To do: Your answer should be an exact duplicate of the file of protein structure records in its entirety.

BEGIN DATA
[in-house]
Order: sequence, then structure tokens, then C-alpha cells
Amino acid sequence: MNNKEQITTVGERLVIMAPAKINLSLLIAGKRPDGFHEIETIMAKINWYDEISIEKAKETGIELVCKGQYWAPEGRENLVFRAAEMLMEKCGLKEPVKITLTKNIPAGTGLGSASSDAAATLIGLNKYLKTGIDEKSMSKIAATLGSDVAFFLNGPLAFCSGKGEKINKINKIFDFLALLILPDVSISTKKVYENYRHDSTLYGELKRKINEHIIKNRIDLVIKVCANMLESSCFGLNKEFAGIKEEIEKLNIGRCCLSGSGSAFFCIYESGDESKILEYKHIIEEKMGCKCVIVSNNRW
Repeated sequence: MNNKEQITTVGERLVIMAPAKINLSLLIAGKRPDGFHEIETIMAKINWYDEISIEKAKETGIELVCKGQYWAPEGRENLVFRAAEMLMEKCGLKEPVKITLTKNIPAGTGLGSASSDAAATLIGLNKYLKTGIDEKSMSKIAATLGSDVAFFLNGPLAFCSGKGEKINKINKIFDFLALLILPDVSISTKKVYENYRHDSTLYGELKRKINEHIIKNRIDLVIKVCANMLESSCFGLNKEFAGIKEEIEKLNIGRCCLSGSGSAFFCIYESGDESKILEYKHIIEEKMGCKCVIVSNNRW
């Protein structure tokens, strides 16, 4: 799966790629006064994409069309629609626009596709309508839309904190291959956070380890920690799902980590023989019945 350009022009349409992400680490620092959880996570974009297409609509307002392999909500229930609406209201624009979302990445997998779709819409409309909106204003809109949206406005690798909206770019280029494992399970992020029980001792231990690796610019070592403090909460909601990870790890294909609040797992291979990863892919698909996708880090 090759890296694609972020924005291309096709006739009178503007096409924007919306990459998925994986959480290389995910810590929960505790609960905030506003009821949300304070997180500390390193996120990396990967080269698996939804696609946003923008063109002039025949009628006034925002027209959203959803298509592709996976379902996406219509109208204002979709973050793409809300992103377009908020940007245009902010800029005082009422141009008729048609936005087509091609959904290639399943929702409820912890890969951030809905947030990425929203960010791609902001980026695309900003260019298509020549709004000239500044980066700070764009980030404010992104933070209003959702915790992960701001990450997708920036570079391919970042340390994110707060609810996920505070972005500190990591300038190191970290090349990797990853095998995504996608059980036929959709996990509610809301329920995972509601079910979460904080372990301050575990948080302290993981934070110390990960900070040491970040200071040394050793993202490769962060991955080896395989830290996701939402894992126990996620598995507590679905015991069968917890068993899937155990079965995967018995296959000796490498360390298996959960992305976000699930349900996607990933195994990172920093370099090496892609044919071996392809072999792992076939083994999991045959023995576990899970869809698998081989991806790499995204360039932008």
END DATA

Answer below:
[in-house]
Order: sequence, then structure tokens, then C-alpha cells
Amino acid sequence: MNNKEQITTVGERLVIMAPAKINLSLLIAGKRPDGFHEIETIMAKINWYDEISIEKAKETGIELVCKGQYWAPEGRENLVFRAAEMLMEKCGLKEPVKITLTKNIPAGTGLGSASSDAAATLIGLNKYLKTGIDEKSMSKIAATLGSDVAFFLNGPLAFCSGKGEKINKINKIFDFLALLILPDVSISTKKVYENYRHDSTLYGELKRKINEHIIKNRIDLVIKVCANMLESSCFGLNKEFAGIKEEIEKLNIGRCCLSGSGSAFFCIYESGDESKILEYKHIIEEKMGCKCVIVSNNRW
Repeated sequence: MNNKEQITTVGERLVIMAPAKINLSLLIAGKRPDGFHEIETIMAKINWYDEISIEKAKETGIELVCKGQYWAPEGRENLVFRAAEMLMEKCGLKEPVKITLTKNIPAGTGLGSASSDAAATLIGLNKYLKTGIDEKSMSKIAATLGSDVAFFLNGPLAFCSGKGEKINKINKIFDFLALLILPDVSISTKKVYENYRHDSTLYGELKRKINEHIIKNRIDLVIKVCANMLESSCFGLNKEFAGIKEEIEKLNIGRCCLSGSGSAFFCIYESGDESKILEYKHIIEEKMGCKCVIVSNNRW
């Protein structure tokens, strides 16, 4: 799966790629006064994409069309629609626009596709309508839309904190291959956070380890920690799902980590023989019945 350009022009349409992400680490620092959880996570974009297409609509307002392999909500229930609406209201624009979302990445997998779709819409409309909106204003809109949206406005690798909206770019280029494992399970992020029980001792231990690796610019070592403090909460909601990870790890294909609040797992291979990863892919698909996708880090 090759890296694609972020924005291309096709006739009178503007096409924007919306990459998925994986959480290389995910810590929960505790609960905030506003009821949300304070997180500390390193996120990396990967080269698996939804696609946003923008063109002039025949009628006034925002027209959203959803298509592709996976379902996406219509109208204002979709973050793409809300992103377009908020940007245009902010800029005082009422141009008729048609936005087509091609959904290639399943929702409820912890890969951030809905947030990425929203960010791609902001980026695309900003260019298509020549709004000239500044980066700070764009980030404010992104933070209003959702915790992960701001990450997708920036570079391919970042340390994110707060609810996920505070972005500190990591300038190191970290090349990797990853095998995504996608059980036929959709996990509610809301329920995972509601079910979460904080372990301050575990948080302290993981934070110390990960900070040491970040200071040394050793993202490769962060991955080896395989830290996701939402894992126990996620598995507590679905015991069968917890068993899937155990079965995967018995296959000796490498360390298996959960992305976000699930349900996607990933195994990172920093370099090496892609044919071996392809072999792992076939083994999991045959023995576990899970869809698998081989991806790499995204360039932008």